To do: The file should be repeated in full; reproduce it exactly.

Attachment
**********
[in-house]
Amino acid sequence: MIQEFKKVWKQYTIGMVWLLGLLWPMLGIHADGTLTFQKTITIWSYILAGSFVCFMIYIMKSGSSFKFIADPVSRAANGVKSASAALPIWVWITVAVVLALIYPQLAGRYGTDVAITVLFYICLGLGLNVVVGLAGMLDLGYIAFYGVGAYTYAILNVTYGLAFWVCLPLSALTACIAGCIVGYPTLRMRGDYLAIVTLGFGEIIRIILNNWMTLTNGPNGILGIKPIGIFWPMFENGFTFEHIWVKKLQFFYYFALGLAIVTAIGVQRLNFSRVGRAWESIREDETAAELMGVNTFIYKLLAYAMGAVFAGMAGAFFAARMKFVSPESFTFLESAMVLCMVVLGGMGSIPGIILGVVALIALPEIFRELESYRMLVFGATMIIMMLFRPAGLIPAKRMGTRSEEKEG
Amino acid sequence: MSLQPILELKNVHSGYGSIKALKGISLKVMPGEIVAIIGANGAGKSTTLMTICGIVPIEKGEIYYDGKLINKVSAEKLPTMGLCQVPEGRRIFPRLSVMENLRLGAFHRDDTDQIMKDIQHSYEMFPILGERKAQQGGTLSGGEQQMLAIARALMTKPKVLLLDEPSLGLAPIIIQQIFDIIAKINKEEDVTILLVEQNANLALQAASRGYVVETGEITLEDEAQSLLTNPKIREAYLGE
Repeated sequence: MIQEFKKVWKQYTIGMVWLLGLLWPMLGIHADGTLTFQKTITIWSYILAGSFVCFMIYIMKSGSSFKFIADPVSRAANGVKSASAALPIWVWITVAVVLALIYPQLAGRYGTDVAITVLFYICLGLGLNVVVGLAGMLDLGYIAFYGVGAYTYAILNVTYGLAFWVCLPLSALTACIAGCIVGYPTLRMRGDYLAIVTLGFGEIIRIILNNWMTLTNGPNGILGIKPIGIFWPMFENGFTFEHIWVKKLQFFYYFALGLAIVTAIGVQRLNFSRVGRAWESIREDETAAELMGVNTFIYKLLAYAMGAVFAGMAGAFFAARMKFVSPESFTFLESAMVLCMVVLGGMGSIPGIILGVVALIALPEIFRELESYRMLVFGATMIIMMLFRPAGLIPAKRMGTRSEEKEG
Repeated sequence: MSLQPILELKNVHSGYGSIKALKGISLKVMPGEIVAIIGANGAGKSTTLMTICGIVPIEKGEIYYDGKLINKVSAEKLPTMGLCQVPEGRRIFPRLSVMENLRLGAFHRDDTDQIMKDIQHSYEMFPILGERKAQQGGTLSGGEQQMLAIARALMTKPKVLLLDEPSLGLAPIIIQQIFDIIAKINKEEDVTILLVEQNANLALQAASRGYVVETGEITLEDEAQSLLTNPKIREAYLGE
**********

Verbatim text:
[in-house]
Amino acid sequence: MIQEFKKVWKQYTIGMVWLLGLLWPMLGIHADGTLTFQKTITIWSYILAGSFVCFMIYIMKSGSSFKFIADPVSRAANGVKSASAALPIWVWITVAVVLALIYPQLAGRYGTDVAITVLFYICLGLGLNVVVGLAGMLDLGYIAFYGVGAYTYAILNVTYGLAFWVCLPLSALTACIAGCIVGYPTLRMRGDYLAIVTLGFGEIIRIILNNWMTLTNGPNGILGIKPIGIFWPMFENGFTFEHIWVKKLQFFYYFALGLAIVTAIGVQRLNFSRVGRAWESIREDETAAELMGVNTFIYKLLAYAMGAVFAGMAGAFFAARMKFVSPESFTFLESAMVLCMVVLGGMGSIPGIILGVVALIALPEIFRELESYRMLVFGATMIIMMLFRPAGLIPAKRMGTRSEEKEG
Amino acid sequence: MSLQPILELKNVHSGYGSIKALKGISLKVMPGEIVAIIGANGAGKSTTLMTICGIVPIEKGEIYYDGKLINKVSAEKLPTMGLCQVPEGRRIFPRLSVMENLRLGAFHRDDTDQIMKDIQHSYEMFPILGERKAQQGGTLSGGEQQMLAIARALMTKPKVLLLDEPSLGLAPIIIQQIFDIIAKINKEEDVTILLVEQNANLALQAASRGYVVETGEITLEDEAQSLLTNPKIREAYLGE
Repeated sequence: MIQEFKKVWKQYTIGMVWLLGLLWPMLGIHADGTLTFQKTITIWSYILAGSFVCFMIYIMKSGSSFKFIADPVSRAANGVKSASAALPIWVWITVAVVLALIYPQLAGRYGTDVAITVLFYICLGLGLNVVVGLAGMLDLGYIAFYGVGAYTYAILNVTYGLAFWVCLPLSALTACIAGCIVGYPTLRMRGDYLAIVTLGFGEIIRIILNNWMTLTNGPNGILGIKPIGIFWPMFENGFTFEHIWVKKLQFFYYFALGLAIVTAIGVQRLNFSRVGRAWESIREDETAAELMGVNTFIYKLLAYAMGAVFAGMAGAFFAARMKFVSPESFTFLESAMVLCMVVLGGMGSIPGIILGVVALIALPEIFRELESYRMLVFGATMIIMMLFRPAGLIPAKRMGTRSEEKEG
Repeated sequence: MSLQPILELKNVHSGYGSIKALKGISLKVMPGEIVAIIGANGAGKSTTLMTICGIVPIEKGEIYYDGKLINKVSAEKLPTMGLCQVPEGRRIFPRLSVMENLRLGAFHRDDTDQIMKDIQHSYEMFPILGERKAQQGGTLSGGEQQMLAIARALMTKPKVLLLDEPSLGLAPIIIQQIFDIIAKINKEEDVTILLVEQNANLALQAASRGYVVETGEITLEDEAQSLLTNPKIREAYLGE